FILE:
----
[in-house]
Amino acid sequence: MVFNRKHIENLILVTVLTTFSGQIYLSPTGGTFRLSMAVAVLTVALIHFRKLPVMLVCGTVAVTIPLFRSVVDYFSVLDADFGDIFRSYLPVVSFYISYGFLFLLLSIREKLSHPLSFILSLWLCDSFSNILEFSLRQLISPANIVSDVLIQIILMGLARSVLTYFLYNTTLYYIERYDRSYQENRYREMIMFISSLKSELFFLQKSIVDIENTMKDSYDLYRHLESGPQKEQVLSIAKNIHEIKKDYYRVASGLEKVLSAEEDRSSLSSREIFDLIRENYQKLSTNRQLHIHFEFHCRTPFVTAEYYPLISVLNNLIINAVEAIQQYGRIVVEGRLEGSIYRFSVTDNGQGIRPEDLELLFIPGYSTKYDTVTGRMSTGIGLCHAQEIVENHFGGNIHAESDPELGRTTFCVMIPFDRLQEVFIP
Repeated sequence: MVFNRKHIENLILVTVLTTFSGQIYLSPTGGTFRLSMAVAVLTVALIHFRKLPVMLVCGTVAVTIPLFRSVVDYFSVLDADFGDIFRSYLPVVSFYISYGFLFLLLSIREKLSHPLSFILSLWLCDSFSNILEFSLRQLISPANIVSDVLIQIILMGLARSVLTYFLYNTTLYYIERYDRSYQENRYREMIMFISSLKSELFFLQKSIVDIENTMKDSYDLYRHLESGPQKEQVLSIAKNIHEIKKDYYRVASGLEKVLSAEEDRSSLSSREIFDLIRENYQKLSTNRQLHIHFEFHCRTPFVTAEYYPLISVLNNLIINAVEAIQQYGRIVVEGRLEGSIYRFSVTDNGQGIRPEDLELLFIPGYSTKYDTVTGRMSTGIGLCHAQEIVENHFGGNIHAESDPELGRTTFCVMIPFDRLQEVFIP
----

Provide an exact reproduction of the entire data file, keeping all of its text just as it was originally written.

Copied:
[in-house]
Amino acid sequence: MVFNRKHIENLILVTVLTTFSGQIYLSPTGGTFRLSMAVAVLTVALIHFRKLPVMLVCGTVAVTIPLFRSVVDYFSVLDADFGDIFRSYLPVVSFYISYGFLFLLLSIREKLSHPLSFILSLWLCDSFSNILEFSLRQLISPANIVSDVLIQIILMGLARSVLTYFLYNTTLYYIERYDRSYQENRYREMIMFISSLKSELFFLQKSIVDIENTMKDSYDLYRHLESGPQKEQVLSIAKNIHEIKKDYYRVASGLEKVLSAEEDRSSLSSREIFDLIRENYQKLSTNRQLHIHFEFHCRTPFVTAEYYPLISVLNNLIINAVEAIQQYGRIVVEGRLEGSIYRFSVTDNGQGIRPEDLELLFIPGYSTKYDTVTGRMSTGIGLCHAQEIVENHFGGNIHAESDPELGRTTFCVMIPFDRLQEVFIP
Repeated sequence: MVFNRKHIENLILVTVLTTFSGQIYLSPTGGTFRLSMAVAVLTVALIHFRKLPVMLVCGTVAVTIPLFRSVVDYFSVLDADFGDIFRSYLPVVSFYISYGFLFLLLSIREKLSHPLSFILSLWLCDSFSNILEFSLRQLISPANIVSDVLIQIILMGLARSVLTYFLYNTTLYYIERYDRSYQENRYREMIMFISSLKSELFFLQKSIVDIENTMKDSYDLYRHLESGPQKEQVLSIAKNIHEIKKDYYRVASGLEKVLSAEEDRSSLSSREIFDLIRENYQKLSTNRQLHIHFEFHCRTPFVTAEYYPLISVLNNLIINAVEAIQQYGRIVVEGRLEGSIYRFSVTDNGQGIRPEDLELLFIPGYSTKYDTVTGRMSTGIGLCHAQEIVENHFGGNIHAESDPELGRTTFCVMIPFDRLQEVFIP